The search for the next Bruce Lee goes comically awry, but not comically enough, in "Finishing the Game," a rice-paper-thin spoof that tries to poke fun at the endangered Hollywood species that is the Asian male actor.

The search for the next Bruce Lee goes comically awry, but not comically enough, in “Finishing the Game,” a rice-paper-thin spoof that tries to poke fun at the endangered Hollywood species that is the Asian male actor. Breezy reteaming of helmer Justin Lin with several thesps from “Better Luck Tomorrow” is bound to stir interest among audiences who have followed the Taiwanese-American director since his 2002 hit debut, but pic will likely earn bigger bucks and laughs in group viewings on homevid.

After two studio outings (Disney’s “Annapolis” and Universal’s “The Fast and the Furious: Tokyo Drift”), pic reps a Sundance homecoming of sorts for Lin after “Better Luck Tomorrow,” his novel if over-appreciated look at Asian-American teenagers in Orange County suburbia. Though it’s lightweight by comparison, “Finishing the Game” takes “Tomorrow’s” subtext — the under-representation of a certain race on the bigscreen — and engages it directly, as fodder for a string of initially amusing but increasingly threadbare gags.

Lee’s untimely death in 1973 left his kung-fu actioner “The Game of Death” famously unfinished, until director Robert Clouse (“Enter the Dragon”) stepped in and shot new footage using a Lee stand-in; the finished film was eventually released in 1978. Lin’s making-of mockumentary posits an alternate backstage story.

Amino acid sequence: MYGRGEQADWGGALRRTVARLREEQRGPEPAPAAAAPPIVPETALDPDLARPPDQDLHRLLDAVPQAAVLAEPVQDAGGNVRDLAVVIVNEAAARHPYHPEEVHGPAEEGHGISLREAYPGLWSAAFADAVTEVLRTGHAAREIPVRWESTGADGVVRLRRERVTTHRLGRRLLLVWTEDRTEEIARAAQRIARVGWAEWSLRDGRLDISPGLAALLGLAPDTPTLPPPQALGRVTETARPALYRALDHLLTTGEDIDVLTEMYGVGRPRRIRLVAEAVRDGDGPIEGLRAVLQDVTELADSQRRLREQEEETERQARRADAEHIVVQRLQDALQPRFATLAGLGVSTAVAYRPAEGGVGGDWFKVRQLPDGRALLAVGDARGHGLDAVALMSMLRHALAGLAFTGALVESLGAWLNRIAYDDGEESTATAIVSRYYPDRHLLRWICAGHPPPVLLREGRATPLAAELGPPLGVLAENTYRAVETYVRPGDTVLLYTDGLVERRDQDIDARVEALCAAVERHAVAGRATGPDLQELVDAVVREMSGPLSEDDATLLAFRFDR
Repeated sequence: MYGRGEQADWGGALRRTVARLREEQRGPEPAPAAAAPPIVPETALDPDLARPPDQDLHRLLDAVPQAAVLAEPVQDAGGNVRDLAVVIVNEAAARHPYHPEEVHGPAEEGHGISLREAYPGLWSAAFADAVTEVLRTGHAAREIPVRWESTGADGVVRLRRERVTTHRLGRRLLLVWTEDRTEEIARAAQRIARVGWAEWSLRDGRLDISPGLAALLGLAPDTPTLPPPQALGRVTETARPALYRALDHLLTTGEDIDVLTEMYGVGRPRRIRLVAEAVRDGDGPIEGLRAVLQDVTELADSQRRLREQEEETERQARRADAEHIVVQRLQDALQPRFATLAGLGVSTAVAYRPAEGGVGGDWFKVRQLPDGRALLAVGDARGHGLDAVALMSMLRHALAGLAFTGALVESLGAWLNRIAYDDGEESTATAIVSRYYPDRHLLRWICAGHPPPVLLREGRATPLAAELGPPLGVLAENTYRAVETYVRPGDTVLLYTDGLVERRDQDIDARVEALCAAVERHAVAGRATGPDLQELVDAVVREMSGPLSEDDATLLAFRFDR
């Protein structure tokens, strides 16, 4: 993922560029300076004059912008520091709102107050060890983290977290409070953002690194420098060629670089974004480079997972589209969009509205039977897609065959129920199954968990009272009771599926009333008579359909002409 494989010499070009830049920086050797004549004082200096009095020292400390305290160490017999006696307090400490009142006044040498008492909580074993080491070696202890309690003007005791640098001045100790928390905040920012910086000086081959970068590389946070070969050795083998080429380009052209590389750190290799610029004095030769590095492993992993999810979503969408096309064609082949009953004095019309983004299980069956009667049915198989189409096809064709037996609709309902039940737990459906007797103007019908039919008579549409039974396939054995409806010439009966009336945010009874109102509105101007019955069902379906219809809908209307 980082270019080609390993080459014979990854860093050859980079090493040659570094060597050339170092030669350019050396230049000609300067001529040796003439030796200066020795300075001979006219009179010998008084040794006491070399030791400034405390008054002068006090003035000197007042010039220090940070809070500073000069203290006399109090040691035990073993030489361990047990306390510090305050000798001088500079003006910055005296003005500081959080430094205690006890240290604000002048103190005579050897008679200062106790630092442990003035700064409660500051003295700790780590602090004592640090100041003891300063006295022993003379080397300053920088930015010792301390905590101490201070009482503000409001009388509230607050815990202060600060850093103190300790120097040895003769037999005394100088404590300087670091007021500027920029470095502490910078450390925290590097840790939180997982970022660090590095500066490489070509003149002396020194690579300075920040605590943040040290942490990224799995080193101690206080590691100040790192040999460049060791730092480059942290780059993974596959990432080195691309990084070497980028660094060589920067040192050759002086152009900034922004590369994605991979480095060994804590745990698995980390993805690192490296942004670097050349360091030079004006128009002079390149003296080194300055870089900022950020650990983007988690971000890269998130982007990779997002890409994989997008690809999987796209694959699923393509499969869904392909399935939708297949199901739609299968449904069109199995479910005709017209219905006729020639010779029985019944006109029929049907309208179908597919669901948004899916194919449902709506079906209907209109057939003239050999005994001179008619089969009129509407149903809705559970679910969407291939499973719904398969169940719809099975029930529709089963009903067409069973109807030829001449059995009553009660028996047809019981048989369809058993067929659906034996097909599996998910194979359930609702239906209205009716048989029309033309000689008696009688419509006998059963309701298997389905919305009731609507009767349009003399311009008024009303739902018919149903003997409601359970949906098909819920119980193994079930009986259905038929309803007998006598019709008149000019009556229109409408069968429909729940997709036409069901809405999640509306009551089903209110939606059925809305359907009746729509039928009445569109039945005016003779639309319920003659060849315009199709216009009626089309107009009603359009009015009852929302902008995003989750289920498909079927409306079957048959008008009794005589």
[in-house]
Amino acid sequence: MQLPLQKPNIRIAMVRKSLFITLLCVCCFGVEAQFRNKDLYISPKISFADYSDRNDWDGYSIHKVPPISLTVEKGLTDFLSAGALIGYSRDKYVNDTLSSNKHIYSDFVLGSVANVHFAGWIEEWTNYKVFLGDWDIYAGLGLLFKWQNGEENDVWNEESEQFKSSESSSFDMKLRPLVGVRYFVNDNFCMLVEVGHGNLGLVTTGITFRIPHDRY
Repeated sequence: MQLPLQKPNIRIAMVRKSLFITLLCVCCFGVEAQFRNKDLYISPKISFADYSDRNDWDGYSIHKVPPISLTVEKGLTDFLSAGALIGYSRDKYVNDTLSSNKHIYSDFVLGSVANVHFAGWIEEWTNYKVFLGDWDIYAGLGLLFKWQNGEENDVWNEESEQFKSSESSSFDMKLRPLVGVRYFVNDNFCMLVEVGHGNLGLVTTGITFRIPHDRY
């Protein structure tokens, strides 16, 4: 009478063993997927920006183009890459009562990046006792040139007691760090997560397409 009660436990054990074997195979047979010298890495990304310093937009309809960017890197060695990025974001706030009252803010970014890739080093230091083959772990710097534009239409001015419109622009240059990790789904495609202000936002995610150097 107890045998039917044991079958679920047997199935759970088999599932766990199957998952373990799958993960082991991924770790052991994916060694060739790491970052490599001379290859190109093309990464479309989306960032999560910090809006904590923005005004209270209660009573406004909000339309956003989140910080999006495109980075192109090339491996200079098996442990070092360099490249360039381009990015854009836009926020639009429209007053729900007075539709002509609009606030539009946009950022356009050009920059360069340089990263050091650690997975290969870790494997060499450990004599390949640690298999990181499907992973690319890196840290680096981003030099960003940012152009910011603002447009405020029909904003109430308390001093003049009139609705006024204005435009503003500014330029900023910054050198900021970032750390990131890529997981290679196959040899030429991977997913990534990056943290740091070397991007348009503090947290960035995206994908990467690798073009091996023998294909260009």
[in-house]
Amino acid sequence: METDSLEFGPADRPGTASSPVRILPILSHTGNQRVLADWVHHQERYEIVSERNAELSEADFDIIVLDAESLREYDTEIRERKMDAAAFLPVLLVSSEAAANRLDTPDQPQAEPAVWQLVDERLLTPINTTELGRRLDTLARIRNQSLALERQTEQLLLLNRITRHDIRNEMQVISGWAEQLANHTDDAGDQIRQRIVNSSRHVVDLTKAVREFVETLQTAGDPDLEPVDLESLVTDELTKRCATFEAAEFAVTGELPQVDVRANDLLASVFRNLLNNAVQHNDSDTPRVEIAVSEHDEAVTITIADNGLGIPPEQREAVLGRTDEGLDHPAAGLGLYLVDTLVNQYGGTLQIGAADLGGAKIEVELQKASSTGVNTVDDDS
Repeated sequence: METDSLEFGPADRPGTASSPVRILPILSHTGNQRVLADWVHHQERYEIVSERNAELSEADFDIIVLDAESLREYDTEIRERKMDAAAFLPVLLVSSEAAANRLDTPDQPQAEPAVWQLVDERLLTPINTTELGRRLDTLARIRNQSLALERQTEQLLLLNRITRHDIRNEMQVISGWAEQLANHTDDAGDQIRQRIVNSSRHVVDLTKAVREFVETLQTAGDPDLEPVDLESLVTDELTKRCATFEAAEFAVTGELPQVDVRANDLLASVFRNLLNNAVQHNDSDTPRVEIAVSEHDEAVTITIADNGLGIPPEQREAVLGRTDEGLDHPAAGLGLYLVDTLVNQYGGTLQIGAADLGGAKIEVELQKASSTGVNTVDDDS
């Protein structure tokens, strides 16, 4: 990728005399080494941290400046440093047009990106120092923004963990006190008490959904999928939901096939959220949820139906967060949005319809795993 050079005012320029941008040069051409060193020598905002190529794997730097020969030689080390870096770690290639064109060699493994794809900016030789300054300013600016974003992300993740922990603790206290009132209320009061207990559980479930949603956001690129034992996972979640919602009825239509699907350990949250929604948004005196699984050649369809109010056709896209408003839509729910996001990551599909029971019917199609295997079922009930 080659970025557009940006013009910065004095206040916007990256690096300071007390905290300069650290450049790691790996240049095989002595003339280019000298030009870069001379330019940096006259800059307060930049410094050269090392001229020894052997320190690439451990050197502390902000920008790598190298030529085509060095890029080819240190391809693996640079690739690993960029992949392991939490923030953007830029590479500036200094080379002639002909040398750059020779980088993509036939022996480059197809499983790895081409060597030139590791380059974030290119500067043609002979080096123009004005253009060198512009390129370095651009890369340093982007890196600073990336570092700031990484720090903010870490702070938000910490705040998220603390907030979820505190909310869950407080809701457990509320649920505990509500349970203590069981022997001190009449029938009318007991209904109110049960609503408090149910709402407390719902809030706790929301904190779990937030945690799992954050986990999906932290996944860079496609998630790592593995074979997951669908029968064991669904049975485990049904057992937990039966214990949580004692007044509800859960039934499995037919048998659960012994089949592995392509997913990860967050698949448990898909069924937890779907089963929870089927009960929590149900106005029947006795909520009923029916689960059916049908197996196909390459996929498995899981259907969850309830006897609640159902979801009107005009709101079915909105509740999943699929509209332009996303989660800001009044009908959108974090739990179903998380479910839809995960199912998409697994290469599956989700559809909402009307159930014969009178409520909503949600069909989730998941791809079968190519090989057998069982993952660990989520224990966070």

Among the actors in line to inherit the yellow tracksuit: Breeze Loo (Roger Fan), a suave copycat who claims to be “completely different” from Lee despite near-identical looks, moves and high-pitched war cry; Cole Kim (Sung Kang), an affable aspiring thesp whose first gig unexpectedly leads him onto a porn set; and Troy Poon (Dustin Nguyen), the onetime star of a TV cop drama, who now makes a living selling vacuum cleaners door-to-door.

There’s also Tarrick Tyler (McCaleb Burnett), an impassioned promoter of “the yellow brotherhood,” never mind that he’s white, and Indian-American doctor Raja (Mousa Kraish), who, in an amusing slow-mo shot, is revealed to be Breeze Loo’s stunt double. A brief appearance by M.C. Hammer also gets a laugh.

Pic is essentially a one-joke send-up of bumbling would-be actors trying to jumpstart or salvage their careers. Only Kang (whose strong, silent type was the most authentic element in “Tomorrow”) suggests any hint of an edge beneath his smiley exterior. Lee himself is rarely shown, though his very absence haunts the picture; perhaps the best thing that can be said for “Finishing the Game” is that the martial-arts icon comes across as genuinely irreplaceable.

Tech credits expertly evoke the feel of a ’70s low-budgeter, from Tom Clancey’s cinematography to Brian Tyler’s music and a tasty retro soundtrack.

Finishing the Game

Production

A Trailing Johnson Prods. production in association with Cherry Sky Films. Produced by Julie Asato, Salvador Gatdula, Justin Lin. Executive producers, Joan Huang, Jeff Gou. Co-producers, Candi Guterres, Evan Leong. Directed by Justin Lin. Screenplay, Josh Diamond, Lin.

Crew

Camera (FotoKem color), Tom Clancey; editor, Greg Louie; music, Brian Tyler; music supervisor, Ernesto M. Foronda; production designer, Candi Guterres; art director, Allesandra Ralston T. Said; costume designer, Annie Yun; sound, Curtis X. Choy; supervising sound editor, Peter Brown; stunt coordinator, Don Tai Theerathada; assistant director, Archie Hernandez; second unit director, Evan Jackson Leong; casting, Brad Gilmore. Reviewed at Sundance Film Festival (Park City at Midnight), Jan. 21, 2007. Running time: 88 MIN.

With

McCaleb Burnett, Roger Fan, Sung Kang, Mousa Kraish, Dustin Nguyen, M.C. Hammer.

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